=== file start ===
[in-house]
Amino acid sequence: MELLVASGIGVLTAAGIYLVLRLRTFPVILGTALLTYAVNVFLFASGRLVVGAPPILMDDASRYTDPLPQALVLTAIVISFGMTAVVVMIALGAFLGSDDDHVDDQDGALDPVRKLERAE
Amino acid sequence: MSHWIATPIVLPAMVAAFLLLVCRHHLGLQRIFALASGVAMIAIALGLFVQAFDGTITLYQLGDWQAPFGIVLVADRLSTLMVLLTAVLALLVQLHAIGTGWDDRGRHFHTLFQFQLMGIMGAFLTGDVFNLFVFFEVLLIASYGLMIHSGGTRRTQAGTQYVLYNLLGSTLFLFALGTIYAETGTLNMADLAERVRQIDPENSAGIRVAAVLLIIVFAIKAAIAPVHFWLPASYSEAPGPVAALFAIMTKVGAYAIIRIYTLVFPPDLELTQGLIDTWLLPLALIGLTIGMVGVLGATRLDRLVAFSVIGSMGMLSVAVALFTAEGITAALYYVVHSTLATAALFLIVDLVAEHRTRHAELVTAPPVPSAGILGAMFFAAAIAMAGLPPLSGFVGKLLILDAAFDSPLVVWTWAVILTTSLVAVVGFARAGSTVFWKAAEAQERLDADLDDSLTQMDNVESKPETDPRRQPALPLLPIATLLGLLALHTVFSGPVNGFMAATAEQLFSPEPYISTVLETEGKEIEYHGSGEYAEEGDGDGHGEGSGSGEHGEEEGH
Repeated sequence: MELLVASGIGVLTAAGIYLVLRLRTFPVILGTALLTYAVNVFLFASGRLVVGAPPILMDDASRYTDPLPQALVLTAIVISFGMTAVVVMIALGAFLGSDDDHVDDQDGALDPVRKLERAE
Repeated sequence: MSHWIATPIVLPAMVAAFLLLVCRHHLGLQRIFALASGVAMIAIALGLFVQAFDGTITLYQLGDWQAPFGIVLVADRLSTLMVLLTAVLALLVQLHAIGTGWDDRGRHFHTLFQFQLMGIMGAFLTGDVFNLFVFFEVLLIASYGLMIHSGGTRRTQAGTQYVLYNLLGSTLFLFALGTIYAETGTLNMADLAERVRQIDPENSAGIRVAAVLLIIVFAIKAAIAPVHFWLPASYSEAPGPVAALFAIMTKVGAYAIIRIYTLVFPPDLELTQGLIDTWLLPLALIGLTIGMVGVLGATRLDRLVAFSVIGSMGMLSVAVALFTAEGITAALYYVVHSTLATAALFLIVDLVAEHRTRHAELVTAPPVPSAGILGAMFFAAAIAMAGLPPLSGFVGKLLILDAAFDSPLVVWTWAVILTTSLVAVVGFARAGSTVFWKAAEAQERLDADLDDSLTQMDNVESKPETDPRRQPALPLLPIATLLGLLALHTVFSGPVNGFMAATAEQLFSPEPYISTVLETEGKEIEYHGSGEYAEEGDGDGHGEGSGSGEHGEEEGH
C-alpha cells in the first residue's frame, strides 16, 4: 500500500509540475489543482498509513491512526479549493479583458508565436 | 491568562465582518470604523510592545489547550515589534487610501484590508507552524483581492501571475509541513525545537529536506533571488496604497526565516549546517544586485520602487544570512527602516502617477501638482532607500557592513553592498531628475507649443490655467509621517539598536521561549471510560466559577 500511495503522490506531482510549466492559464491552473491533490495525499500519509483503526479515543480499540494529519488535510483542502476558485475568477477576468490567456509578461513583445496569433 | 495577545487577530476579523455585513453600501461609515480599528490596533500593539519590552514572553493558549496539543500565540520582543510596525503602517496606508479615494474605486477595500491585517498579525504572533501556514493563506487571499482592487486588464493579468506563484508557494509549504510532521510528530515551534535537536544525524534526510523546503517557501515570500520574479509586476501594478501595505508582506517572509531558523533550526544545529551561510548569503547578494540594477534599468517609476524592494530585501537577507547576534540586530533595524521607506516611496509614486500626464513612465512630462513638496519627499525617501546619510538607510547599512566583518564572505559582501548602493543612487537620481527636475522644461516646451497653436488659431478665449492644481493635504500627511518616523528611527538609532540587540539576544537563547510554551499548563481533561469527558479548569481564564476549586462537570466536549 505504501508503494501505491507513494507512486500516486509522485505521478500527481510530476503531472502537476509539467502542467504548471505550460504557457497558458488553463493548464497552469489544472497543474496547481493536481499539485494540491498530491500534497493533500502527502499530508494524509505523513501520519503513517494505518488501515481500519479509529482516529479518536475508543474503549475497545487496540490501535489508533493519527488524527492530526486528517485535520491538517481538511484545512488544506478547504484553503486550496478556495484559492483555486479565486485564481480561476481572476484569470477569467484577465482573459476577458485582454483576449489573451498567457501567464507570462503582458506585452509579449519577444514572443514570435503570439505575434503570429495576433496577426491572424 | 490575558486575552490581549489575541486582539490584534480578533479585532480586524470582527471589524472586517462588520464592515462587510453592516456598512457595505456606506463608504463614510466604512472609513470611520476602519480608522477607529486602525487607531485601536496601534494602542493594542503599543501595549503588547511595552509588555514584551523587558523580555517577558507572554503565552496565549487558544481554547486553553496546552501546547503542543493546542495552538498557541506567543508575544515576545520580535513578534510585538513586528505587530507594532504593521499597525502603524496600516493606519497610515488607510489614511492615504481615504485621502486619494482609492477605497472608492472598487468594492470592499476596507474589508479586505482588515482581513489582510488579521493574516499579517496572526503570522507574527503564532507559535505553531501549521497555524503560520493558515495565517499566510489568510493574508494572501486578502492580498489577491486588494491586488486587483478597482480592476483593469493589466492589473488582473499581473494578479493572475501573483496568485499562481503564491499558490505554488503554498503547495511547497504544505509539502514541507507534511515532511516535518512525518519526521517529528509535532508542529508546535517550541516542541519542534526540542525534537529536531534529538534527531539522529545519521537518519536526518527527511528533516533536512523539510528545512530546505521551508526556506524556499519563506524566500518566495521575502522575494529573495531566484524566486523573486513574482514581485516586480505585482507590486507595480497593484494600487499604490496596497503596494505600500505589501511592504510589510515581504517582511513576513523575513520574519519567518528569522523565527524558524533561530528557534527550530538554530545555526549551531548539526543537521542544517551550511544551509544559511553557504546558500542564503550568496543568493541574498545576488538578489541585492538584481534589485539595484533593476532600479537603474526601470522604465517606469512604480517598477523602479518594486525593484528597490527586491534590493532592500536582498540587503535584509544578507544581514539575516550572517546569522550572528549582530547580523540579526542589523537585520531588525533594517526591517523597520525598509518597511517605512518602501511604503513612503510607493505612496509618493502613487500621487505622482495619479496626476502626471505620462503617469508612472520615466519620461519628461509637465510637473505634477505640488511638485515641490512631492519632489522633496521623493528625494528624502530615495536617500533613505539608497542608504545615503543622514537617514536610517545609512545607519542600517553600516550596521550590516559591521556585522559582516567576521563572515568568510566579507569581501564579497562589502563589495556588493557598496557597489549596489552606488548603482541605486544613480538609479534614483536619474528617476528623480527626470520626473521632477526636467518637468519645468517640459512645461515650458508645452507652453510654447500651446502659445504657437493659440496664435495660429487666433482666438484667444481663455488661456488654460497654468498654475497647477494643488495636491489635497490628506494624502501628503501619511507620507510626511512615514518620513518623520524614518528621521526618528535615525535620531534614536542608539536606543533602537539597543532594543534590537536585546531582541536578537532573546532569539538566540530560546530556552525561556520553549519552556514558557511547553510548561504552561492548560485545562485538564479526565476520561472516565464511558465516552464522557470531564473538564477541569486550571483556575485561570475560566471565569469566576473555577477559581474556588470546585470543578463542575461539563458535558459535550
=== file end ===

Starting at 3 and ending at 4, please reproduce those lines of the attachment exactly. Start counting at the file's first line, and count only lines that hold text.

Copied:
Amino acid sequence: MSHWIATPIVLPAMVAAFLLLVCRHHLGLQRIFALASGVAMIAIALGLFVQAFDGTITLYQLGDWQAPFGIVLVADRLSTLMVLLTAVLALLVQLHAIGTGWDDRGRHFHTLFQFQLMGIMGAFLTGDVFNLFVFFEVLLIASYGLMIHSGGTRRTQAGTQYVLYNLLGSTLFLFALGTIYAETGTLNMADLAERVRQIDPENSAGIRVAAVLLIIVFAIKAAIAPVHFWLPASYSEAPGPVAALFAIMTKVGAYAIIRIYTLVFPPDLELTQGLIDTWLLPLALIGLTIGMVGVLGATRLDRLVAFSVIGSMGMLSVAVALFTAEGITAALYYVVHSTLATAALFLIVDLVAEHRTRHAELVTAPPVPSAGILGAMFFAAAIAMAGLPPLSGFVGKLLILDAAFDSPLVVWTWAVILTTSLVAVVGFARAGSTVFWKAAEAQERLDADLDDSLTQMDNVESKPETDPRRQPALPLLPIATLLGLLALHTVFSGPVNGFMAATAEQLFSPEPYISTVLETEGKEIEYHGSGEYAEEGDGDGHGEGSGSGEHGEEEGH
Repeated sequence: MELLVASGIGVLTAAGIYLVLRLRTFPVILGTALLTYAVNVFLFASGRLVVGAPPILMDDASRYTDPLPQALVLTAIVISFGMTAVVVMIALGAFLGSDDDHVDDQDGALDPVRKLERAE